August Spotlight: Farm to School Team Travels to Shelburne, Vermont

The 2017-2018 Northeast Farm to School Institute kicked off with a retreat at the beautiful Shelburne Farms in Shelburne, Vermont during the last week of June. The institute is a unique year-long professional learning opportunity for twelve school teams from New England and New York. Two of our staff at the Food & Health Network, Erin Summerlee, Director and Christian Dirado-Owens, Program Coordinator had the opportunity to attend the retreat as part of a Johnson City School District Team. They were joined by their fellow team members Adam Frys and Jane Halladay from Johnson City School District, Bryan McCoy of Broome Tioga BOCES Food Service, and Kelly White from Cornell Cooperative Extension of Broome County.

Can you give a brief overview of your experience?DSC_0065

Christian: Shelburne Farms is a very beautiful place, it provided us with a space for our team to come together and also gave us many resources and questions to bring back to our farm to school work. It took us away from our daily work responsibilities and gave us a place where we could be free to focus on exactly what we wanted to achieve. Overall, it was really helpful for us to connect and talk with each other about farm to school and made us feel comfortable moving forward with programming and asking team members to work toward a vision. It was a really good communication builder for the team, and left us with a sense that there are a lot of things happening in other places that gave us an optimism of what’s possible.

Erin: It was really a space away from our work responsibilities to come together as a team, not just those of us who always work together on the school foodservice and nutrition education side of things but different key people within the schools. It was a mix of group time where we could dig into developing our own action plan for the following school year and then learning opportunities and workshops where we  could hear from farm to school programs across the northeast and the country. We also had time to plenty of free to time to meet new people and informally learn from the different school teams. In the end we came up with an action plan and a vision statement for the Johnson City Farm to School Program and are excited to put it into motion throughout the year.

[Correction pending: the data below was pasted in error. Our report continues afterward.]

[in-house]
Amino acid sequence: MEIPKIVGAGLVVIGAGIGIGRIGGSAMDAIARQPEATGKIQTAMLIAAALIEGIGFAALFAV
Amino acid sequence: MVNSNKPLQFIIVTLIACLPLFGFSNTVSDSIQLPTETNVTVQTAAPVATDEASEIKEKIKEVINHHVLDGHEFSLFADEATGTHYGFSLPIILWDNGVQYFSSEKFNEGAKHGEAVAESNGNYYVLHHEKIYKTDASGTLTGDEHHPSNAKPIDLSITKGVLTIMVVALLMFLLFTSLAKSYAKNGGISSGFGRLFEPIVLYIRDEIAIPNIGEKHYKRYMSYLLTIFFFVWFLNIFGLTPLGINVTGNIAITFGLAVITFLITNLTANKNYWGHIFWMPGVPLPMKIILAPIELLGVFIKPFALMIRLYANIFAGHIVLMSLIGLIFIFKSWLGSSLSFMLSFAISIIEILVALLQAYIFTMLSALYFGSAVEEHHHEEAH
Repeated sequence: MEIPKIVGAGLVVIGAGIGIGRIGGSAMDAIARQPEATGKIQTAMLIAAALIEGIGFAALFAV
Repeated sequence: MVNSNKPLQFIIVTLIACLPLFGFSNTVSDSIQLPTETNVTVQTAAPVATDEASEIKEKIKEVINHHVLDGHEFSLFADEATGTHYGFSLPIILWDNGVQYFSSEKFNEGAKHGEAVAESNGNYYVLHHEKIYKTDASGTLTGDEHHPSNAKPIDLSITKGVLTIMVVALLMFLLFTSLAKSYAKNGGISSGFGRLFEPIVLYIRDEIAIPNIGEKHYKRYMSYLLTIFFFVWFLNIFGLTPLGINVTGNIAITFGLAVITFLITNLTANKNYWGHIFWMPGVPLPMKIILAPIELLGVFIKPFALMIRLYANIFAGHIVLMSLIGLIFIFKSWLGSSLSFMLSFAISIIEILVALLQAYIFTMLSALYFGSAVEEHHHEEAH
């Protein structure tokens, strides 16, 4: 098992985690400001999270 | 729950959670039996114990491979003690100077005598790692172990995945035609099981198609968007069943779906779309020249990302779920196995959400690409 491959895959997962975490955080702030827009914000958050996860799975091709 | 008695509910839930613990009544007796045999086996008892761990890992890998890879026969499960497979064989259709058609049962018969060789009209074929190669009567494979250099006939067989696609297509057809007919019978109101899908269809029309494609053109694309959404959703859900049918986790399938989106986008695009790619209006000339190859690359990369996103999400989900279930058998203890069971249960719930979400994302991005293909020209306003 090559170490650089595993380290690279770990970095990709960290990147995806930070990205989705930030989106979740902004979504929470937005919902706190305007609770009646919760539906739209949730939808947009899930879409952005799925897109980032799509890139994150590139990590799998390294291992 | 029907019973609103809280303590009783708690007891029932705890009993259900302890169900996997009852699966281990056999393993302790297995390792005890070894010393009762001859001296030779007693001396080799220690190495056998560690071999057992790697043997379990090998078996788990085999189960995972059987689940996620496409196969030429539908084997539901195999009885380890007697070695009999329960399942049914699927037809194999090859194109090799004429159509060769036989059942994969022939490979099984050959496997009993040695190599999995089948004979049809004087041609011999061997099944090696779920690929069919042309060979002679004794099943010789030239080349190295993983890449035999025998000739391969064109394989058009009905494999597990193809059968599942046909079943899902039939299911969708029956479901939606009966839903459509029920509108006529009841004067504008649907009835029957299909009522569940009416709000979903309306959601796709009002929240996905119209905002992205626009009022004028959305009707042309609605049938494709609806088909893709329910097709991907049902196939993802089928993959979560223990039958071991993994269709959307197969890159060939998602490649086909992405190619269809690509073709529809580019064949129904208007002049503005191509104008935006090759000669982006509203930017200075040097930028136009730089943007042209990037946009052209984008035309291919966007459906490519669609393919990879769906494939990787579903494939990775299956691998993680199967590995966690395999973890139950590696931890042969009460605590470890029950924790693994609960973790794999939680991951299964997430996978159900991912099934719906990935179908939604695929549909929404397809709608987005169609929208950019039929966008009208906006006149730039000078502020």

What are some takeaways from the Farm to School Institute that you are going to incorporate into your work?

Christian: For me, it’s how I’m going to approach planning for farm to school programming and the coordination piece of it. I want people to be on the same board, working on the same programming, and working on the same schedule. The biggest thing for me is just learning what is possible in terms of planning and coordination. Fleshing out what exactly that means and who is responsible for the different steps in that process.

Erin: One major takeaway is that we now have an action plan, and there are so many pieces of that plan that were influenced by what we learned at the institute. Each day of the institute focused on one of the three C’s (classroom, cafeteria, and community). Moving forward, for us to have a strong and sustainable farm to school program at the school district level all of those things need to be represented. It’s not just about what we think would be a great new addition to the menu. We really need to take into consideration all of those different aspects in the work plan and sometimes different priorities will emerge. There was also a lot of emphasis on youth involvement and youth leadership and we are looking at ways to incorporate that into in our action plan. One idea that emerged was to have students from the high school involved in the taste tests.DSC_0100